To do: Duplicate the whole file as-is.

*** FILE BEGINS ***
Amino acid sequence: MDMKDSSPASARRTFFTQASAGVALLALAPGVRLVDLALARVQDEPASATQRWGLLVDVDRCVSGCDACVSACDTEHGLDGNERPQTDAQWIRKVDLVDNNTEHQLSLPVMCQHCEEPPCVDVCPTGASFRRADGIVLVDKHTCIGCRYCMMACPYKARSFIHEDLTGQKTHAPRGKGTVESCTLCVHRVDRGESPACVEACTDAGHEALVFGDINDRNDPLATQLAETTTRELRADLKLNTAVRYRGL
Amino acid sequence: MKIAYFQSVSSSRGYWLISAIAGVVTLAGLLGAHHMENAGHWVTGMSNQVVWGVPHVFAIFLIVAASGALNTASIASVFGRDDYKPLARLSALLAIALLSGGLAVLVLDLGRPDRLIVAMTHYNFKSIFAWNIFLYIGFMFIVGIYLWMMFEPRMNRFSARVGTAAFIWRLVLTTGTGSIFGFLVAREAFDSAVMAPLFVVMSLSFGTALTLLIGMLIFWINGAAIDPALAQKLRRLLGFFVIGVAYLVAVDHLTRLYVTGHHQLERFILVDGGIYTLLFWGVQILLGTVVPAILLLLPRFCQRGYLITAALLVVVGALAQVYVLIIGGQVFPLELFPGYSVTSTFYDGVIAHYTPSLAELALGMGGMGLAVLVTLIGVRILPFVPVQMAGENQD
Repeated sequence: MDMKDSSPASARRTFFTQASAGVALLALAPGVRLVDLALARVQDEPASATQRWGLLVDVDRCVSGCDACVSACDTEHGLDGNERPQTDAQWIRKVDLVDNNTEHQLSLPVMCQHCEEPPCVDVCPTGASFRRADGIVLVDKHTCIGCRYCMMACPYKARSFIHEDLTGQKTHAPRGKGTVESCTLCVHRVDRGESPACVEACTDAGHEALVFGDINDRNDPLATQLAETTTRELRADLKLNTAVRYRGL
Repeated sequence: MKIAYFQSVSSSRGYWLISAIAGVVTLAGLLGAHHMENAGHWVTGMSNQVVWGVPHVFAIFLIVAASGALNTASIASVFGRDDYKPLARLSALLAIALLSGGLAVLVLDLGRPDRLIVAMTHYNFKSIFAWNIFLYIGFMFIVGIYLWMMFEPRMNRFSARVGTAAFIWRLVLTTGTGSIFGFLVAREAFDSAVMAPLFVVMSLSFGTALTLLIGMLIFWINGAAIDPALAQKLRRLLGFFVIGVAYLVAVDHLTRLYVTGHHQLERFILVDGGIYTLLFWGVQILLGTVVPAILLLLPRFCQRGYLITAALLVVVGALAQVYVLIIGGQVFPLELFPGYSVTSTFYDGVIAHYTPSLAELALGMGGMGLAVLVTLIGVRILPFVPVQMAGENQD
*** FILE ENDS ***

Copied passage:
Amino acid sequence: MDMKDSSPASARRTFFTQASAGVALLALAPGVRLVDLALARVQDEPASATQRWGLLVDVDRCVSGCDACVSACDTEHGLDGNERPQTDAQWIRKVDLVDNNTEHQLSLPVMCQHCEEPPCVDVCPTGASFRRADGIVLVDKHTCIGCRYCMMACPYKARSFIHEDLTGQKTHAPRGKGTVESCTLCVHRVDRGESPACVEACTDAGHEALVFGDINDRNDPLATQLAETTTRELRADLKLNTAVRYRGL
Amino acid sequence: MKIAYFQSVSSSRGYWLISAIAGVVTLAGLLGAHHMENAGHWVTGMSNQVVWGVPHVFAIFLIVAASGALNTASIASVFGRDDYKPLARLSALLAIALLSGGLAVLVLDLGRPDRLIVAMTHYNFKSIFAWNIFLYIGFMFIVGIYLWMMFEPRMNRFSARVGTAAFIWRLVLTTGTGSIFGFLVAREAFDSAVMAPLFVVMSLSFGTALTLLIGMLIFWINGAAIDPALAQKLRRLLGFFVIGVAYLVAVDHLTRLYVTGHHQLERFILVDGGIYTLLFWGVQILLGTVVPAILLLLPRFCQRGYLITAALLVVVGALAQVYVLIIGGQVFPLELFPGYSVTSTFYDGVIAHYTPSLAELALGMGGMGLAVLVTLIGVRILPFVPVQMAGENQD
Repeated sequence: MDMKDSSPASARRTFFTQASAGVALLALAPGVRLVDLALARVQDEPASATQRWGLLVDVDRCVSGCDACVSACDTEHGLDGNERPQTDAQWIRKVDLVDNNTEHQLSLPVMCQHCEEPPCVDVCPTGASFRRADGIVLVDKHTCIGCRYCMMACPYKARSFIHEDLTGQKTHAPRGKGTVESCTLCVHRVDRGESPACVEACTDAGHEALVFGDINDRNDPLATQLAETTTRELRADLKLNTAVRYRGL
Repeated sequence: MKIAYFQSVSSSRGYWLISAIAGVVTLAGLLGAHHMENAGHWVTGMSNQVVWGVPHVFAIFLIVAASGALNTASIASVFGRDDYKPLARLSALLAIALLSGGLAVLVLDLGRPDRLIVAMTHYNFKSIFAWNIFLYIGFMFIVGIYLWMMFEPRMNRFSARVGTAAFIWRLVLTTGTGSIFGFLVAREAFDSAVMAPLFVVMSLSFGTALTLLIGMLIFWINGAAIDPALAQKLRRLLGFFVIGVAYLVAVDHLTRLYVTGHHQLERFILVDGGIYTLLFWGVQILLGTVVPAILLLLPRFCQRGYLITAALLVVVGALAQVYVLIIGGQVFPLELFPGYSVTSTFYDGVIAHYTPSLAELALGMGGMGLAVLVTLIGVRILPFVPVQMAGENQD